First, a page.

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Coronavirus: Warning over thieves offering to do shopping for elderly and then keeping their money

Scam emerges after government tells over-70s to remain in their homes and rely on others for help

Lizzie Dearden
Home Affairs Correspondent
Wednesday 18 March 2020 13:20 GMT
Patrick Vallance says as many as 55,000 could be infected with coronavirus

Thieves are offering to do shopping for elderly people confined to their homes because of coronavirus and then keeping the money, police have warned.

In the latest scam related to the deadly pandemic, people are posing as good Samaritans to prey on the vulnerable.

It follows a warning from Action Fraud over financial scams related to coronavirus, which have caused losses of more than £800,000 so far.

The Metropolitan Police said they had received reports of the thefts in Camden borough.

“We have recently received a small number of reports of individuals offering to go shopping for the elderly within our community as a means to then keep their money,” a tweet said.

“As ever, please ensure you or those more vulnerable in your circles treat such invitations with caution.”

The government has released official advice telling over-70s and those at increased risk from coronavirus to use “stringent” social distancing measures.

“Ask family, friends and neighbours to support you and use online services,” the advice states. “If this is not possible, then the public sector, business, charities, and the general public are gearing up to help those advised to stay at home.”

Action Fraud had received 21 reports of coronavirus-related scams by 6 March, including 10 made by people who attempted to purchase protective face masks from fraudulent sellers.

One victim lost more than £15,000 when they purchased face masks that were never delivered.

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“We have also received multiple reports about coronavirus-themed phishing emails attempting to trick people into opening malicious attachments or revealing sensitive personal and financial information,” Action Fraud said.

“Reporting numbers are expected to rise as the virus continues to spread across the world.”

Some of the emails claimed to be from research organisations affiliated to the World Health Organization (WHO) and US Centres for Disease Control and Prevention (CDC).

They offered recipients a list of infected people in their area, causing them to click on a link leading to a malicious website.

Coronavirus also caused a spate of hate crimes directed at people of Asian appearance, when the outbreak was centred on China.

One man was beaten on Oxford Street by a group of men who shouted about the virus and told him: “I don’t want your coronavirus in my country.”

In another incident, the owner of a Chinese takeaway was spat at by a teenage boy in Hertfordshire​ who demanded to know if he “had coronavirus”.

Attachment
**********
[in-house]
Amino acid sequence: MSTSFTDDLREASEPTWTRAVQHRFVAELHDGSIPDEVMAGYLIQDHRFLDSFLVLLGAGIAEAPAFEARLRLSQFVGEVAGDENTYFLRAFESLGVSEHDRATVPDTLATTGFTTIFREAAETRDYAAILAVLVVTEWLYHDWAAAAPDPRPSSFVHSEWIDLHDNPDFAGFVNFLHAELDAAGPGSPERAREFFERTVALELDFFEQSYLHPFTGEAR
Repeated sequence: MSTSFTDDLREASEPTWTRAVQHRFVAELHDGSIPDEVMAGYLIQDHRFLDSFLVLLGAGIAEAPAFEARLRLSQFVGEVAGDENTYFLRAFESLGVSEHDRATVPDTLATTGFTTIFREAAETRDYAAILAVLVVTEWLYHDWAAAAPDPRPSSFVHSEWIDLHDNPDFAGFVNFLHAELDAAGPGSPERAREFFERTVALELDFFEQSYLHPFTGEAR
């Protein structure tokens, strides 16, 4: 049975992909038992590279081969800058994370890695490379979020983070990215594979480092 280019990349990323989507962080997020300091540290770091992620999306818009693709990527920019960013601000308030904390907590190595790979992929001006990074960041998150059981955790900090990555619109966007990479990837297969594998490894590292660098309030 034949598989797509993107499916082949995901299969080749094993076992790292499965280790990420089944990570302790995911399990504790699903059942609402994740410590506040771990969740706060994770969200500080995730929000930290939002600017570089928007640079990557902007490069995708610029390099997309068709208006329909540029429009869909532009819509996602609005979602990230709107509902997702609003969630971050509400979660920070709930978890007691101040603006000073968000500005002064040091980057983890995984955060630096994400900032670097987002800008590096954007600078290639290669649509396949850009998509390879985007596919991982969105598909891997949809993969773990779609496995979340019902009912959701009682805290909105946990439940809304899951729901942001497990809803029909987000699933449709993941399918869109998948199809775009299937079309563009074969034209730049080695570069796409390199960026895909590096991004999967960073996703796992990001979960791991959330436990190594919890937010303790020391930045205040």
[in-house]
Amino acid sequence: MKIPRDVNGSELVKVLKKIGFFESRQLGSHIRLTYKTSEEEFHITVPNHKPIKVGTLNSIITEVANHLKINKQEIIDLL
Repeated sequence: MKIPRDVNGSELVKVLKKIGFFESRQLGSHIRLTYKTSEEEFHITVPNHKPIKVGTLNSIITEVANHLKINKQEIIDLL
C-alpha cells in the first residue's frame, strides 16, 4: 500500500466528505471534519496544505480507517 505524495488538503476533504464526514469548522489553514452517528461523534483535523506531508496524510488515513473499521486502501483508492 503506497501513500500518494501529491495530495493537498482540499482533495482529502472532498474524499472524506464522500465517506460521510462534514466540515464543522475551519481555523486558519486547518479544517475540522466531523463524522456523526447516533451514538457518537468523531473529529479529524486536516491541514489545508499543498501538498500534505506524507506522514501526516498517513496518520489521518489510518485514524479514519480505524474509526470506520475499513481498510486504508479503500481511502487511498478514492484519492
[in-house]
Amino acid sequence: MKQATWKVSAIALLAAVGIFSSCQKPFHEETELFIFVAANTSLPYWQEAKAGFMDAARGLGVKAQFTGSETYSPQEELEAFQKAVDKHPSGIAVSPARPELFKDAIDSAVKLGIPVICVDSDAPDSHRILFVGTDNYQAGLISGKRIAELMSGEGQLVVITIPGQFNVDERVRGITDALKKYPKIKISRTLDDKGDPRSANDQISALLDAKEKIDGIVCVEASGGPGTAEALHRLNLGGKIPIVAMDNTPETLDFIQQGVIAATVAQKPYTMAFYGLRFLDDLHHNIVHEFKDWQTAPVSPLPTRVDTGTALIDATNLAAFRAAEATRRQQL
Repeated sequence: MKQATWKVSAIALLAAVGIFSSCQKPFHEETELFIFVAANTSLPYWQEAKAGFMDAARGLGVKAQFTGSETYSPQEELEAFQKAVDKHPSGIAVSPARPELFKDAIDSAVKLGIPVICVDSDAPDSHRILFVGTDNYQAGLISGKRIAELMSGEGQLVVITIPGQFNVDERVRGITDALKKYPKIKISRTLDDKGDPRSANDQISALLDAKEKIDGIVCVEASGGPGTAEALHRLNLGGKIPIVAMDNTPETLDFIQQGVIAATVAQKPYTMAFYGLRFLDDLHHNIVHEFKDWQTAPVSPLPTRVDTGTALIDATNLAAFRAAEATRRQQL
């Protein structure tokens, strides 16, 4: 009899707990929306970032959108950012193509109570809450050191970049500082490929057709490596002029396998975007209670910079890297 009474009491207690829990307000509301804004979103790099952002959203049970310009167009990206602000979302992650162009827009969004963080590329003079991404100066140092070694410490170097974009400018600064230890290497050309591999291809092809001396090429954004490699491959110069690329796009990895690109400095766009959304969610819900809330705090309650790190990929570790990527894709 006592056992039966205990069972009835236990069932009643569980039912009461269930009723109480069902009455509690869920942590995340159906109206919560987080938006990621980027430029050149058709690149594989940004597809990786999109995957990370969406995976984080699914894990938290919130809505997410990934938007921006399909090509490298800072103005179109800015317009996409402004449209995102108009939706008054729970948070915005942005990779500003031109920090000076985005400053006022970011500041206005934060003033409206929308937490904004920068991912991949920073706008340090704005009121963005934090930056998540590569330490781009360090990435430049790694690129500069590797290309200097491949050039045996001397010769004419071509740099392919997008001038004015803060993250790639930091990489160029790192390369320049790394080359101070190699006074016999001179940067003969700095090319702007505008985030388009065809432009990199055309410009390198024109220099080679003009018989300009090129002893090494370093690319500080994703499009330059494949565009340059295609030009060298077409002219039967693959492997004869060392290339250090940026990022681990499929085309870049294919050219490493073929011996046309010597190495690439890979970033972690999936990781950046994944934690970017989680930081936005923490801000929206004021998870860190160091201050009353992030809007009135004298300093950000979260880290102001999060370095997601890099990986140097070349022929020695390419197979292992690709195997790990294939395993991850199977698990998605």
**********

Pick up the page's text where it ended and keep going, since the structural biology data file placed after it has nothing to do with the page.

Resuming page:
The National Police Chiefs’ Council said that overall hate crime had remained at a consistent volume.

But a spokesperson told The Independent: “We do of course acknowledge that isolated pockets of hate crime relating to this outbreak have occurred and affected communities are being assisted by their police forces.

“We will continue to monitor any trends that arise, and will be supporting affected communities with translated information on how they can report issues to the police and get appropriate support. We encourage anyone who has fallen victim to hate crime to report it to the police.”

Leaders have also been monitoring other potential crime trends relating to coronavirus, including a spate of hand sanitiser thefts from hospitals that sparked emotional pleas from health workers.

There are concerns that domestic abuse could increase as couples and families are forced to stay in their homes.

Frontline service providers told The Independent self-isolation can be a dangerous time for women trapped inside with their abuser, whose behaviour may be aggravated by the chaos and uncertainty unleashed by coronavirus.

The government has announced emergency laws that will give the police powers to arrest and isolate people with suspected coronavirus in order to protect public health.

New criminal trials will not be starting in England and Wales unless they are expected to last for under four days, following complaints that juries and lawyers were being put at risk.

The public have been told to avoid all non-essential contact and travel, while the elderly and those with underlying conditions were told they would have to stay at home much more.

Experts believe around 55,000 people in the UK may have coronavirus but only 1,950 cases have been confirmed by testing; 71 people with the virus have died.

Sir Patrick Vallance, the government’s chief scientific adviser, told MPs on Tuesday it is hoped the death toll can be kept to less than 20,000.

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